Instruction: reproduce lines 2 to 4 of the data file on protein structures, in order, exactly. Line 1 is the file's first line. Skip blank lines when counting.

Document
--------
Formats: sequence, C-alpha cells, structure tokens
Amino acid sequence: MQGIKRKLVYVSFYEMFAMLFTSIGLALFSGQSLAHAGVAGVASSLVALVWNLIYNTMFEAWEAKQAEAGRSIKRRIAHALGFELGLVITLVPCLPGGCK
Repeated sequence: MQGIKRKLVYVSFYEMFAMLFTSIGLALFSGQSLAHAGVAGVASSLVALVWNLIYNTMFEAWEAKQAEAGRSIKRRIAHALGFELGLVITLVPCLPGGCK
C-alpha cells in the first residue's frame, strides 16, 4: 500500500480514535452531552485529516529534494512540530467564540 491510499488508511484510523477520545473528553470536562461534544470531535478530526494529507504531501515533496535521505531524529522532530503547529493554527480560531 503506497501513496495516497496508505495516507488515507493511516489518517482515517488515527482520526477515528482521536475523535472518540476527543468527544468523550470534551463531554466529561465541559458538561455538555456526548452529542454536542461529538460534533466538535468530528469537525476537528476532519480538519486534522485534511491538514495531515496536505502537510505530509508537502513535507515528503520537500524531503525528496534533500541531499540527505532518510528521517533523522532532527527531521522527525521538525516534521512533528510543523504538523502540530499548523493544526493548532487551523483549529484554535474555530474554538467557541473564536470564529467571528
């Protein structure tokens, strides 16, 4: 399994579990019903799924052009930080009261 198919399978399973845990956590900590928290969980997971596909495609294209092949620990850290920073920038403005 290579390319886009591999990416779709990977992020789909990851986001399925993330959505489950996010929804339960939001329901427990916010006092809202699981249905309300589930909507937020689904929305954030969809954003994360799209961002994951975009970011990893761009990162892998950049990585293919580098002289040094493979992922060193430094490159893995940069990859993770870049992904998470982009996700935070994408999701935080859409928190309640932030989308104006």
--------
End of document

Amino acid sequence: MQGIKRKLVYVSFYEMFAMLFTSIGLALFSGQSLAHAGVAGVASSLVALVWNLIYNTMFEAWEAKQAEAGRSIKRRIAHALGFELGLVITLVPCLPGGCK
Repeated sequence: MQGIKRKLVYVSFYEMFAMLFTSIGLALFSGQSLAHAGVAGVASSLVALVWNLIYNTMFEAWEAKQAEAGRSIKRRIAHALGFELGLVITLVPCLPGGCK
C-alpha cells in the first residue's frame, strides 16, 4: 500500500480514535452531552485529516529534494512540530467564540 491510499488508511484510523477520545473528553470536562461534544470531535478530526494529507504531501515533496535521505531524529522532530503547529493554527480560531 503506497501513496495516497496508505495516507488515507493511516489518517482515517488515527482520526477515528482521536475523535472518540476527543468527544468523550470534551463531554466529561465541559458538561455538555456526548452529542454536542461529538460534533466538535468530528469537525476537528476532519480538519486534522485534511491538514495531515496536505502537510505530509508537502513535507515528503520537500524531503525528496534533500541531499540527505532518510528521517533523522532532527527531521522527525521538525516534521512533528510543523504538523502540530499548523493544526493548532487551523483549529484554535474555530474554538467557541473564536470564529467571528